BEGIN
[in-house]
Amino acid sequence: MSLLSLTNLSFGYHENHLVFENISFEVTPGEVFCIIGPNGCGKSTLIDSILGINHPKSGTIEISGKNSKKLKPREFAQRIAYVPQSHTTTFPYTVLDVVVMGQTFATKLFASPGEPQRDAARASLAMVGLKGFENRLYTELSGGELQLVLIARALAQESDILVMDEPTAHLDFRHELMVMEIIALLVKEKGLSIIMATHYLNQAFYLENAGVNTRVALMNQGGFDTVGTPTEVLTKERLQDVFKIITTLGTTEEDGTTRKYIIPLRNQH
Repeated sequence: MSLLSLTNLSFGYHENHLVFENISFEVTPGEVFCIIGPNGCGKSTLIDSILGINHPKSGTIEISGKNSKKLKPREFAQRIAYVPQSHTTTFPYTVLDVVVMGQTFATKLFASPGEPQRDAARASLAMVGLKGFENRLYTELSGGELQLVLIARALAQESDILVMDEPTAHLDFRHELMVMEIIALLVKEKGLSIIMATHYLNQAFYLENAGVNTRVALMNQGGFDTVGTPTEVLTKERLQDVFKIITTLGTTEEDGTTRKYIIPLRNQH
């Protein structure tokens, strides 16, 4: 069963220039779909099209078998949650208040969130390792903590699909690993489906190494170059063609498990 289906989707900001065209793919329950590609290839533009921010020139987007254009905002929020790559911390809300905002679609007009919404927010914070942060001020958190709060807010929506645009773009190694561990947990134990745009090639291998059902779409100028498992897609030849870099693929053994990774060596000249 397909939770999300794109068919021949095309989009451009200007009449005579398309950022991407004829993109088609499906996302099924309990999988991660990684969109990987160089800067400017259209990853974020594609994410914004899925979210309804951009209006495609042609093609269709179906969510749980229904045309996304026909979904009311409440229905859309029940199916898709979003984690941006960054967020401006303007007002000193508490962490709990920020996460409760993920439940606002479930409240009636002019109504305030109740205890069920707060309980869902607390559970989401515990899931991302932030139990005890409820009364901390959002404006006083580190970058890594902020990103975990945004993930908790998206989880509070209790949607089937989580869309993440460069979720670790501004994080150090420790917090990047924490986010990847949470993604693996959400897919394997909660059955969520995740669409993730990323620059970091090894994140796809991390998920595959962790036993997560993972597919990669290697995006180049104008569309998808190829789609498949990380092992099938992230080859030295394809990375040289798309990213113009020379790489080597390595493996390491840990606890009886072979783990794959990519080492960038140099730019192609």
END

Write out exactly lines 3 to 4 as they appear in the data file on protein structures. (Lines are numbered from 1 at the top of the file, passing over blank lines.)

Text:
Repeated sequence: MSLLSLTNLSFGYHENHLVFENISFEVTPGEVFCIIGPNGCGKSTLIDSILGINHPKSGTIEISGKNSKKLKPREFAQRIAYVPQSHTTTFPYTVLDVVVMGQTFATKLFASPGEPQRDAARASLAMVGLKGFENRLYTELSGGELQLVLIARALAQESDILVMDEPTAHLDFRHELMVMEIIALLVKEKGLSIIMATHYLNQAFYLENAGVNTRVALMNQGGFDTVGTPTEVLTKERLQDVFKIITTLGTTEEDGTTRKYIIPLRNQH
């Protein structure tokens, strides 16, 4: 069963220039779909099209078998949650208040969130390792903590699909690993489906190494170059063609498990 289906989707900001065209793919329950590609290839533009921010020139987007254009905002929020790559911390809300905002679609007009919404927010914070942060001020958190709060807010929506645009773009190694561990947990134990745009090639291998059902779409100028498992897609030849870099693929053994990774060596000249 397909939770999300794109068919021949095309989009451009200007009449005579398309950022991407004829993109088609499906996302099924309990999988991660990684969109990987160089800067400017259209990853974020594609994410914004899925979210309804951009209006495609042609093609269709179906969510749980229904045309996304026909979904009311409440229905859309029940199916898709979003984690941006960054967020401006303007007002000193508490962490709990920020996460409760993920439940606002479930409240009636002019109504305030109740205890069920707060309980869902607390559970989401515990899931991302932030139990005890409820009364901390959002404006006083580190970058890594902020990103975990945004993930908790998206989880509070209790949607089937989580869309993440460069979720670790501004994080150090420790917090990047924490986010990847949470993604693996959400897919394997909660059955969520995740669409993730990323620059970091090894994140796809991390998920595959962790036993997560993972597919990669290697995006180049104008569309998808190829789609498949990380092992099938992230080859030295394809990375040289798309990213113009020379790489080597390595493996390491840990606890009886072979783990794959990519080492960038140099730019192609």